They are everywhere – freebies, added benefits and loyalty schemes. Loyalty programmes, credits and schemes incentivise consumers to stay loyal to certain brands, retail outlets, airlines, banks, cellular providers and many other suppliers of goods and services.
As a consumer, chances are that you have shopped, flown, spent or phoned because of the so-called added benefits, points or cash-backs you can earn by doing so. It is often the thing with the added benefits that gets bought over a better product that does not have those loyalty benefits attached. This is why many suppliers use this as a tool to attract or keep consumers. What are the laws, rules, codes and standards that apply to them? You must provide loyalty programmes lawfully.
Essentially, there are two related laws that apply to loyalty programmes. The first are consumer protection laws which protect consumers from the suppliers of goods and services. This would include a situation where a supplier has a loyalty programme. The second are data protection laws which place restrictions on what a supplier can do with the personal data of a consumer who is participating in a loyalty programme.
Loyalty programmes and the law
Rewards are as valuable as money
The Consumer Protection Act (CPA) says that loyalty credits or awards are a legal medium of exchange (like cash) when suppliers offer it as consideration for:
- any goods or services offered; or
- transaction contemplated,
under that loyalty programme.
This means that loyalty credits or rewards are just as valuable as cash. A loyalty programme customer or account number also falls within the definition of an account number under the Protection of Personal Information Act (POPI Act)).
Terms and conditions apply
Under the CPA, suppliers have a duty to ensure that the goods offered to consumers in loyalty programmes are in stock.
In most advertisements, you will hear the “while stocks lasts”, “subject to availability” or “terms and conditions apply” at the end, which suppliers believe cover them if they are not able to satisfy the promises made.
Under the CPA, suppliers have a duty to ensure that the goods offered to consumers in loyalty programmes are in stock. A supplier can only restrict availability if they follow the rules in the CPA. Suppliers must give consumers advance warning (in writing) that the product or service may not be available for a certain time. They must give this notice at least 20 business days before the beginning of the restricted period and it may not be longer than 90 days (in one year).
No added costs or conditions
Consumers must not have to pay or do anything extra to receive their loyalty benefits
Suppliers also cannot charge customers to pay for costs related to the service or product they are exchanging for loyalty points or benefits. This means that suppliers are responsible for all the costs for administering, processing and carrying out the loyalty programme. They also cannot require that consumer buy any other goods or services related to that transaction. In other words, consumers must not have to pay or do anything extra to receive their loyalty benefits.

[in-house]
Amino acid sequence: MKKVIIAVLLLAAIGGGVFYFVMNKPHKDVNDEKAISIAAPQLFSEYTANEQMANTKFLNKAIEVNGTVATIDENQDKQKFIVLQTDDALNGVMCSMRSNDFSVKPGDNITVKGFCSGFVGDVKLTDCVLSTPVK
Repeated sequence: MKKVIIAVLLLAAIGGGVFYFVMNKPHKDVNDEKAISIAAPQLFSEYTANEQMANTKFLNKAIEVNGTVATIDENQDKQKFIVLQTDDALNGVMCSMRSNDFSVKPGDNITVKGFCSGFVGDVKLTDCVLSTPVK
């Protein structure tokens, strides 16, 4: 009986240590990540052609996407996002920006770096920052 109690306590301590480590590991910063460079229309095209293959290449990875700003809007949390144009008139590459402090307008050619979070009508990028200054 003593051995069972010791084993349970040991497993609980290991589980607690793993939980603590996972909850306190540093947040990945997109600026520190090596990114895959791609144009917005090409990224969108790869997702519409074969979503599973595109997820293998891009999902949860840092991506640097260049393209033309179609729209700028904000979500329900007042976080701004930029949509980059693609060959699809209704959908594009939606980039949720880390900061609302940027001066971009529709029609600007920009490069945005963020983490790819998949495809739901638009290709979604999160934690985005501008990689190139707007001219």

The CPA also requires that suppliers include certain prescribed information in every loyalty programme offer, namely:
- the nature of the programme, credit or award being offered;
- the goods or services to which the offer relates;
- the steps required by a consumer to participate in the programme or to receive any benefit in terms of the programme; and
- any person from whom, any place where, and any date and time on or at which, the consumer may gain access to the programme, or to any loyalty credit or awards in terms of the programme.
CPA warranty of quality and other protective measures
Consumers will be fully protected against defective, unsafe and hazardous products
The loyalty programme provisions in the CPA says that suppliers offering loyalty programmes may “not require the consumer to accept an inferior quality of those particular goods or services than those generally available to any other consumer on the same date who tenders a different form of consideration”. This means that the implied warranty of quality that usually applies to goods and services will apply here as well.
Because the loyalty benefits are legal forms of exchange, the goods given in return will also be subject to the CPA. This means that consumers will be fully protected against defective, unsafe and hazardous products in the same way as a consumer who purchased goods and services with cash or on credit.
Processing of personal information
Loyalty programmes process a lot of personal information and this must be done lawfully in accordance with the Protection of Personal Information Act.
How can we help you?
If you are a supplier who offers loyalty credits or rewards, you need to review your existing customer loyalty programme or design a new loyalty programme to ensure that you comply with the relevant law.
- Raise your awareness on the laws that apply to loyalty programmes by asking us to provide training on the law (including CPA and the POPI Act).
- Develop or review your current loyalty programme by asking for our assistance.
- Have loyalty offers in plain language so as to comply with the CPA by asking us to draft them for you.
- Avoid disputes and difficulties by getting our ongoing assistance as your programme progresses.
If you are interested, please complete the form on the right or enquire now. We will contact you to find out more about your requirements and give you a quote.